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Animal species and ecosystems of the Northwestern Hawaiian Islands are threatened by marine debris which accumulates on beaches and in shallow water.
Marine debris consists of lost or abandoned fishing gear (which can entangle, severely injure, or even kill wildlife) and everyday items like water bottles, slippers, televisions, golf balls, plastic toys, cigarette lighters, and toothbrushes. Toxic chemicals can leach out from marine debris, contaminating animals at the base of the marine food web.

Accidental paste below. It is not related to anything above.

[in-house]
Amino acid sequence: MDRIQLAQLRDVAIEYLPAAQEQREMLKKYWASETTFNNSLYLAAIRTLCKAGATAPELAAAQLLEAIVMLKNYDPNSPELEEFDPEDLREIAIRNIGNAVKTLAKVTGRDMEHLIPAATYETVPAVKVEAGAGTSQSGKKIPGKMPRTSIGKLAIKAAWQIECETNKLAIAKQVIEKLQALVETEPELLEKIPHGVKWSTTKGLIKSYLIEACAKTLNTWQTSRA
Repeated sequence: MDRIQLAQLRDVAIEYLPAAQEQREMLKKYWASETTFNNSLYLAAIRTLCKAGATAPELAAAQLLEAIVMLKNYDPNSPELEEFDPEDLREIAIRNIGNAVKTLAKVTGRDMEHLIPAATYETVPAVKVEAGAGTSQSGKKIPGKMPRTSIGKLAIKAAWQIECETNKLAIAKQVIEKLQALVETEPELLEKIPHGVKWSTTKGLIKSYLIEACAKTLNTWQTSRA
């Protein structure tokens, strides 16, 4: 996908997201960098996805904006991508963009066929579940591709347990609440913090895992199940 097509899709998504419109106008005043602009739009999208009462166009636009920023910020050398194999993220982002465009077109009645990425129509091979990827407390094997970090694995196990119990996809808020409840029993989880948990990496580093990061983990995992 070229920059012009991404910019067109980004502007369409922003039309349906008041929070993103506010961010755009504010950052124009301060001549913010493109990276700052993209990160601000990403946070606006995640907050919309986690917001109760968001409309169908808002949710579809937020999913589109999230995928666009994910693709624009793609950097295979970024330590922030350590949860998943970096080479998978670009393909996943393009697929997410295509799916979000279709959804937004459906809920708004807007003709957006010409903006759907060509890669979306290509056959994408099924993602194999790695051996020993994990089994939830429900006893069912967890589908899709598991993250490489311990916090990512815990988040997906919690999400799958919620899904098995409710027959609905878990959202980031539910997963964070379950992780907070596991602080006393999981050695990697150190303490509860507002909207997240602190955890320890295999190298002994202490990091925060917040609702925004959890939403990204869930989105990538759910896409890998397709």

Trash of all kinds ends up on the beaches of the Northwestern Hawaiian Islands.
Every year tons of marine debris are hauled off of the shallow reefs of the Northwestern Hawaiian Islands by a number of federal and state organizations.